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Lethbridge Herald Newspaper Archives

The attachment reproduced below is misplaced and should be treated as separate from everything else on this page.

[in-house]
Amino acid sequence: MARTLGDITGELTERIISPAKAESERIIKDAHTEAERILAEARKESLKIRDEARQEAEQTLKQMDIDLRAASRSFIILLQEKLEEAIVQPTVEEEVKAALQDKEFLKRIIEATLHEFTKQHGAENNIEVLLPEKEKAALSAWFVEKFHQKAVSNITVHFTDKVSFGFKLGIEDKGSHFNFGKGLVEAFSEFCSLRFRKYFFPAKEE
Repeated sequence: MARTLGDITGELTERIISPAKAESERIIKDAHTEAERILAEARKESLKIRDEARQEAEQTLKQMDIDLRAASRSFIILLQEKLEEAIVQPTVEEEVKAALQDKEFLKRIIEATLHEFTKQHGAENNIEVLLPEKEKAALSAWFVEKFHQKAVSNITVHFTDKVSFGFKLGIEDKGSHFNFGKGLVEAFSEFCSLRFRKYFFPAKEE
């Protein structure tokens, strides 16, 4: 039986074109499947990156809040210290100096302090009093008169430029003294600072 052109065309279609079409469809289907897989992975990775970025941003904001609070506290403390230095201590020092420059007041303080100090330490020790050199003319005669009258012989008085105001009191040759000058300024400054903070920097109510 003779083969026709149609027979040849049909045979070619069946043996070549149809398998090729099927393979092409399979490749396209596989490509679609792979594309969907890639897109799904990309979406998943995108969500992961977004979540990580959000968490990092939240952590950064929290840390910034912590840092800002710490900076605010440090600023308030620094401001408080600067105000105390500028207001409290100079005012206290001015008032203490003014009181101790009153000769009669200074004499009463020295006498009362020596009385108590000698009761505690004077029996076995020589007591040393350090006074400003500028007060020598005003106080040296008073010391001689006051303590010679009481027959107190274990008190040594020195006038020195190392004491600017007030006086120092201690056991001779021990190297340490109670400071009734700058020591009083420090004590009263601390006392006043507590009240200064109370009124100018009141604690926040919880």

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Lethbridge Herald, The (Newspaper) - July 8, 1970, Lethbridge, Alberta 2 THE LETHBRIDGE HERALD Wednesday, July 8, 1970 Frecciomites, Doukliobors Won't Meet NELSON. B.C. (CP) proposed meeting between Douk hobor leaders John J. Verigi and Stefan Sorokin has bee called off, provincial Judg Williams Evans, the man wh tried to sot it up, said Tuesday "It was called off by he said. "Two of Verigin'; lieutenants _came to see me am they said that the orthodo% Doukhobor committee decidei against the meeting, agains Verigin's wishes. That's hog wash." Verigin is leader of the 15, 000-member spiritual Commu nities of Christ, the orthodox Doukhobors. Sorokin leads the S'ons of Freedom Doukhobor sect, the Freedom' ites. Meanwhile, six Freedomite women, charged with arson in the June 28 burning of Mr. Ver- igin's home, Tuesday eontinuec a hunger strike in Oakalla pris- on in Burnaby, B.C. The six were "too weak" to appear in provincial court in Burnaby Tuesday and were re- manded to July 14. Selwyn Rocksborough-Smith, director of corrections, said the women haven't eaten since they entered Oakalla a week ago but are in condition" and are checked twice daily by a doctor. Jobs Plentiful Iii Germany NUERNBERG (Reuters) West Germany last month had more job vacancies than at any other time since the Second World War, the government re- ported Wednesday. The number of job vacancies in June rose to from a year ago. Royal Family Enjoys Visit To Nation's North Frontier BELFAST WOMEN DEMONSTRATE-Women from Lower Falls Road in Belfast, Northern Ireland, demonstrate Tuesday outside a British Army complaints centre, claim- ing army brutality during the recent rioting in that city. Davis Afraid Of Russians Says Songhees Chieftain VICTORIA (CP) Fisheries minister Jack Davis "hasn'l got the guts" to make Soviel nd Japanese fishing fleets re- pect fish stocks in waters of. le Canadian Pacific coast Jhief John Albany of the Song- ees Indian Band said Tuesday. At the same time, the fish- ries department won't hesi- ate in prosecuting "the little ndian" for catching one salm- n. illegally, Chief Albany said. "We don't go out there and rip the Pacific Ocean. But department fisheries just Russia, Romania Agree To Fight For Each Other MOSCOW (Reuters) A new Russian-Romanian friendship treaty published today stresses the sovereignty and independ- ence of each country but com- mits them to fight for each other in the event of an armed attack. The treaty was signed in Bu- charest Tuesday. Publication of the text today followed the re- lease by the Soviet news agency Tass of a summary of the treaty which brought expres- sions of surprise and annoyance from officials in Bucharest. The new treaty bears a close resemblance to similar treaties between Russia and its other al- lies, but with some differences clearly regarded as important by Romania. It does not enslirine the so- called Brezhnev that Communist countries have the right to defend the "socialist gains of the peoples" in each o t h e r 's was used by the Kremlin to justify the Warsaw pact occupation Czechoslovakia in 1968. Alone among the Warsaw pact nations Romania opposed the move, incurring Moscow's dis- pleasure and delaying by nearly two years the signature of the treaty. hates to see an Indian catch- ing fish for a dinner- on his he said. Chief Albany called for res- toration of Indian hereditary fishing rights in coastal rivers as well as extension of terri- torial waters to the continental shelf to protect Canadian fish- ermen. He said water pollution and saturation fishing methods em- ployed by the Japanese and Russians are exhausting sup- plies of salmon and other fish "s YELLOWKNIFE, N .W .T (CP) The Queen and hei family are south of the Arctii Circle once again, but still deep in the story-book country o Canada's northern frontier. The ice-flocs-and-Eskimos part of their trip came to an end Tuesday with the royal par ty's arrivalhere on the shores of Great Slave Lake, south o the Arctic Circle by 275 miles and a mere 600 air miles north of Edmonton. The departure point for the Queen, Prince Philip, Prince Charles and Princess Anne, hac beoi the Northwest Territories community of Inuvik, on the Mackenzie delta 120 miles inside the circle. The. plane carrying Charles and Anne arrived first, followed in a matter of minutes by the jetliner with the Queen and Philip aboard. At the airport the wind was blowing to beat the fact, it began to refurl the wel- coming carpet before it could even be put to use. But the temperature was a balmy 70 under a panoramic mix of blue sky and thunder- heads, in contrast to the misty, windy, minus-50s weather that had been encountered the pre- vious two days of the tour in Frobisher1 Bay, Resolute, Inuvik and Tuktoyaktuk. Another sign of encroaching civilization, aside from high-rise buildings lording over a monot- ony of scrub forest, was the monumental traffic tieup that occurred in the wake of the royal arrival. First stop aftef a motorcade through town was the Con Mine on Yellowknife's outskirts where a roped-off, royal pas sage led'uphill to the goldmine's concentrator entrance. A half-dozen or so miners were there to be introduced to the royal visitors, and all o them wore their hardhats ant their miners' work outfits. It was clockwork scheduling all the way. The only diversion was causec by a couple of sparrows who have a nest inside the concen- trator. They actually dived al bystanders, officials and report- LIEUTENANT GOVER- NOR Appointment of Win- nipeg businessman W. J. McKeag to be Manitoba's next lieutenant-governor, suc- ceeding Richard S. Bowles, was announced in Ottawa. Mr. McKeag will take office la early September. ers standing near the entrance, until a path was cleared foi' them to get back to their young. Moving down the hill after that, the royal party went'inside the refinery, with its blast-fur- nace heat, 'where they watched the processing of a gold brick which weighed in at 45 pounds of fine gold. Seeing a gold brick poured was old hat to had watched the same process at the very same mine when he made a solo tour of the North in 1954. But it was new to the rest of the family, and everyone in- cluding Philip hefted the bar briefly. The return to town, to the royal apartments at the Eraser Tower, Yellowknife's mini-sky- scraper, ended the day's pro- gram. Today, there is another crowded schedule for the party which includes Philip and Charles flying to the territorial settlements of Fort Smith and Pine Point. The royal party will be in Yel- lowknife until Friday morning departure for the port of Churchill on Hudson Bay. There they begin the Manitoba leg of a tour marking the centennials of both of the territories and the province. Royal activities at Inuvii Tuesday included making the rounds of the local hospital and a visit to an Eskimo gift shop where the family made pur- chases worth Charles bought moose lide slippers, Arnie white cowhide gloves, and Philip a pair of moosehide mitts. Aides settled the accounts with the Eskimo clerks. BOYLEN DIES -Matthew James Boylen, millionaire prospector and mining pro- moter, died in Toronto. Hi was 62. SUPER SAVINGS AT THRIFTWAY DRUGS 6-12 insect Repellent es- M9- Odd Special 5J5J' For Travel Sickness Gravol TABLETS m Only Noxzema (For soothing lunburnl) Reg. 1.35. rf jg Special COLGATE Toothpaste MFP Reg. 25c. Extra Special Polaroid Colorpak Film No. 108. Regular 6.4S, Special SC.49 THURSDAY SPECIAL KING SIZE Cfn. of 200 CIGARETTES CASH ONLY REGULAR On. of 200. Open 9 a.m. to 9 p.m. SUPER SAVINGS AT Jknliway .m. TMCfS Open'unday and Holidays 2 p.m. to 4 p.m. and "YOUR I.D.A. AND REXAlt DRUG STORE" 7p.m. to 9 p.m. 702 13th Street North 327-0340 SUPER SAVINGS AT THRIFTWAY DRUGS Free Choice On Hard Drug Urged By Student Liberals By KEN KELLY Canadian Press Science Writer OTTAWA Student Lib- eral effort at dialogue with the cabinet virtually broke down Tuesday when no cabinet minis- ters showed up to discuss the students' views on drug taking. Only one elected representa- tive of the Liberal party was present at the he showed up with seven executive assistants to cabinet ministers. John Roberts, MP for York- Smcoe, told them he wants to see a lot more evidence about drugs and their effects before he would go as far as they rec- ommend. The Student Liberal brief oiled for free choice by in- formed individuals about whether to take drugs and what ones to take, including the so- called "hard" drugs of heroin and the opiates. It backed the recommenda- tion of the Le Dain commission on non-medical drug use which called for lifting of prison sen- tences for drug possession and a maximum fine on convic- tion. "Non-medical drug use is a question of personal, individual says the Student Lib- eral brief. And, quoting the Le Daui commission interim report, it adds: "Canadian society must move 'from a reliance on suppression to a reliance on the wise exer- cise of freedom of choice' in the non-medical use of drugs." Mr. Roberts said he cannot accept the idea that heroin should be treated exactly as to- bacco, alcohol and other sub- stances. The farthest he would go at present was the transfer of marijuana from the harsh Nar- cotics Control Act to the Food and Drugs Act as recommended by the Le Dain commission. This the government had agreed to consider following last month's tabling of the commis- sion report. He suggested the students had "weaseled out" of one problem. If they maintained drug use is a matter of individual choice an not one for society, then to 1 logical they had to support th same freedom for drug pusher DENIES CHARGE Student Liberal presiden John Varley, Toronto, denie this and said the brief calls fo legislation to allow legal, quah ty-controlled distribution. Earlier, Mr. Varley and Free MacDonald, Ottawa, polic committee chairman who rea the document to n porters, expressed disappoin ment at the failure of cabine ministers to show up, at th slender MP attendance and a the general response of the gov ernment to the Le Dain report. Bill MacEachern, executiv assistant to Manpower Ministe Alan MacEachen, said the Stu dents were aware that mos ministers would be at cabine commit tee meetings at th scheduled time of the meeting. Peter Vivian, executive assisl ant to Justice. Minister John Turner, was the only one to ac cept the Students' invitation ty the Simko car and knocked into the path of Goerz's track. Mr. Justice Greschuk order- ed Simko to pay 75 per cent of he award because he was ravelling too fast and Goerz 25 XT cent. He said Goerz could lave avoided the Falconer car or hit it at a reduced speed. Falconer, a pianist, aircraft ilot and competitive shooter, was forced to retire from the ROMP last January after almost 27 years ol service. WAITINO FOR THE QUEEN-Prince Charles chats with Stuart Hodgson, commissioner of the Northwest Territories as they await the arrival of the Queen and Princess Anne at Yellowknife airport Tuesday evening. The princs and his mother always fly in'leparale planes, usually about 10 minutes apart. WEATHER AND ROAD REPORT 70 ABOVE "19.00 ZERO AT SUNHISE THURSDAY SUNSET Lethlmdge Medicine Hat Calgary Pincher Creek Edmonton Sigh Level Peace River Jasper Banff......... Penticton...... Drince George Vancouver Prince Albert laskatoon Thompson..... legina........ Winnipeg Poronto Dttawa....... Montreal Quebec ?redericton M 55 88 62 88 60 88 54 82 52 76 44 77 47 86 58 85 60 96 60 74 51 74 36 77 60 75 56 79 60 74 59 77 50 76 50 85 64 84 67 .82 64 80 62 83 56 Charlottetown ......71 St. John's Nfld 49 43 Chicago........ 85 72 .02 New York.......86 70 Miami..........87 73 .09 Los Angeles...... 87 66 Las Vegas.......107 82 SYNOPSIS Skies will be generally sunny today and Thursday except for few clouds in cental and south- ern Alberta regions. Extreme northern regions will have few clouds and scattered1 showers Thursday afternoon. FORECASTS Lcthbrlilge Medicine Hat and cooler Thursday. Winds NW15. Low higli Lcih- bridge and Medicine Hat 55- 80. Kootenay, Columbia Sunny and warm today and Thursday. Light winds, occasionally northerly 15 in some valleys. Low tonight and high Thursday at Castlegar, 55 and 90' Cran- brook, 55 and 85. USED HAYLINER ALMOST NEW SELF-PROPELLED NEW HOLLAND Model 1046 HAYLINER AND JUST AS GOOD AS NEW ONE ONLY SO COME EARLY I BALER TWINE Ft. 3JI-Ib. Ttnlile Strength. PER BALE GENERAL FARM SUPPLIES COUTTS HIGHWAY PHONE 327-3165 OFFICIAL AS AT A.M. TODAY COURTESY OF AMA Highway 3 west. There -is wo-way traffic on the east- ound lane of the new Univer- ty highway with a small de- y at the junction of the old nd new highway? leading to- ards Lethbridge. Highway 5 Motorists arc dvised to watch for men and quipment south of Lethbridge the airport where re-paving in progress. Highway 3 South. Trans Canada Highway. From Crows- nest to Cranbrook the road is good, however motorists are advised to watch for men and equipment. There are possible delays and men and equipment 1 to 5 miles west of Cranbrook. From Cranbrook to Creston is good except for construction 3 miles east of Creston. The Logan Pass is now open 24 hours daily. PORTS OF ENTRY (Opening and Closing hours: Carway 5 a.m. to II p.m. MST, Chief Mountain 6 a.m. 9 p.m. Del Bonita 7 a.m. to B p.m.; Rooseville, B.C., B a.m. 5 p.m.; Kingsgate, B.C., 24 hours; Porihill-Rykerts i a.m. midnight, Logan Pass, open boms. ;